Young people in the north west have been urged to help drive down persistently high coronavirus infection rates by sticking to restrictions.
The infection rate in Derry and Strabane is currently among the highest in the UK.
County Donegal has the highest rate in the Republic of Ireland.
Dr Tom Black, of the British Medical Association in Northern Ireland, said the current level of community transmission in the area is a concern.
The infection rate in the north west is highest among those aged under 20 and among the under 40s, he said.
"It is obvious they are mixing, because that's how you transmit the virus, it is obvious that they could be doing better with masks and social distancing," he told BBC Radio Foyle.
He warned the border region is in "a bit of bother at the moment".
"We are not in position where we can go back to normal but we are moving towards it," he added.
Dr Gerry Waldron, of the Public Health Agency (PHA), said the current rate of infection is "down to people not heeding the advice, gathering in groups, and not keeping social distance."
"It is down to really asking people to be very careful despite the fact restrictions are being eased, you still have to maintain the same behaviour as you did beforehand to get those numbers down," he said.
There has been ongoing concern in areas like the north west, in which people live their lives on both side of the border but restrictions on public life are being eased at different times in each jurisdiction.
On Thursday it emerged Health Minister Robin Swann has asked his Irish counterpart Stephen Donnelly for a meeting to discuss the potential cross-border spread of Covid-19.
Mr Swann has called on the Irish government to elicit an "appropriate and proportionate" response to recent transmission data on both sides of the border.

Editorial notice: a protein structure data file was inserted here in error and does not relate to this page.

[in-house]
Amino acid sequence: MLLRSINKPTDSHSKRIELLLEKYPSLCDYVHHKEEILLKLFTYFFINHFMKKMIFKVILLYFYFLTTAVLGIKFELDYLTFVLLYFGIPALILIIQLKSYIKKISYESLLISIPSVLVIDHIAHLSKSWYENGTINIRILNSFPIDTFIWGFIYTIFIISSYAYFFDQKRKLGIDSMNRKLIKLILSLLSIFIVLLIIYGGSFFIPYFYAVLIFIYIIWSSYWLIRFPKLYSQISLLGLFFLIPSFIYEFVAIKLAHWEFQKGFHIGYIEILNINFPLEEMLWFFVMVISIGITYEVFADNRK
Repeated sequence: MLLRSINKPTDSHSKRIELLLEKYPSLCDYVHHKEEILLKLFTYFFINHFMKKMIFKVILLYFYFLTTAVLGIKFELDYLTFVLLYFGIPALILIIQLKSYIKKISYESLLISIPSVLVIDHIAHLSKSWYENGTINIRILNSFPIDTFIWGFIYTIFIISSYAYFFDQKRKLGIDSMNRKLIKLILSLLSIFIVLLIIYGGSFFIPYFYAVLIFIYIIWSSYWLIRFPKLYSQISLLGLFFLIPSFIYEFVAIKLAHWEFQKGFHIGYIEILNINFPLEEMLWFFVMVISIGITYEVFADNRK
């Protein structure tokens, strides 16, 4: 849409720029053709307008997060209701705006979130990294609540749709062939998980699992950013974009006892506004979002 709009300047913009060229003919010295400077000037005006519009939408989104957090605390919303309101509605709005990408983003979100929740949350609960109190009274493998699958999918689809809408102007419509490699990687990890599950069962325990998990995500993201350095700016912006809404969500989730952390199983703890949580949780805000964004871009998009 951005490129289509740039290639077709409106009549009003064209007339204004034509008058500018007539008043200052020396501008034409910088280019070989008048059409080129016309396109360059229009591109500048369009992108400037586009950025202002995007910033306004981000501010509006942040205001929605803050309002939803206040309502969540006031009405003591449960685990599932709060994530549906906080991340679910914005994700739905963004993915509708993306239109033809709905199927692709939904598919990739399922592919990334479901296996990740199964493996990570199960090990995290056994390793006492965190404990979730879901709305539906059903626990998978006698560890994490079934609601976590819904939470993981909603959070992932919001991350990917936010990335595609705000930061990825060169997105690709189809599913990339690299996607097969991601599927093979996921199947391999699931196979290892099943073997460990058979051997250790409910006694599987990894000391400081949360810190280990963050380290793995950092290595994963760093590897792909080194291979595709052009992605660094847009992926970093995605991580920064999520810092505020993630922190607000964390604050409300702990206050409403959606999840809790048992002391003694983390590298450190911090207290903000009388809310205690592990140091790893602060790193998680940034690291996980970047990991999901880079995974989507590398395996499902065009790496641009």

It comes after seven cases of Indian variant were found in Northern Ireland.
The BBC understands that experts have recommended that the Indian variant be made a "variant of concern", which would put it at the same level as other strains such as the Kent variant.
'Doesn't respect borders'
The PHA said work has been ongoing with public health officials in the Republic of Ireland.
"The virus doesn't respect borders, of course it will move where people move, so we've been working with our counterparts to try and reduce transmission, what we're talking about now is enhanced efforts," the PHA's Stephen Bergin told BBC Radio Ulster's Good Morning Ulster.
"The virus moves by transmission, people moving, so anything we can do to reduce transmission is the key effort, so if that involves reducing travel that will help," he said.
Earlier this week health officials in the Republic of Ireland implemented a range of measures to curb the rate of infection in Donegal.
Three walk-in test centres are now operating in the county, in Milford, Carndonagh and Convoy.
Details also emerged of a number of social gatherings in Donegal linked to the spread of the virus.
Ireland's deputy chief medical officer, Dr Ronan Glynn said there had been a "number of incidents where people have pushed the boundaries".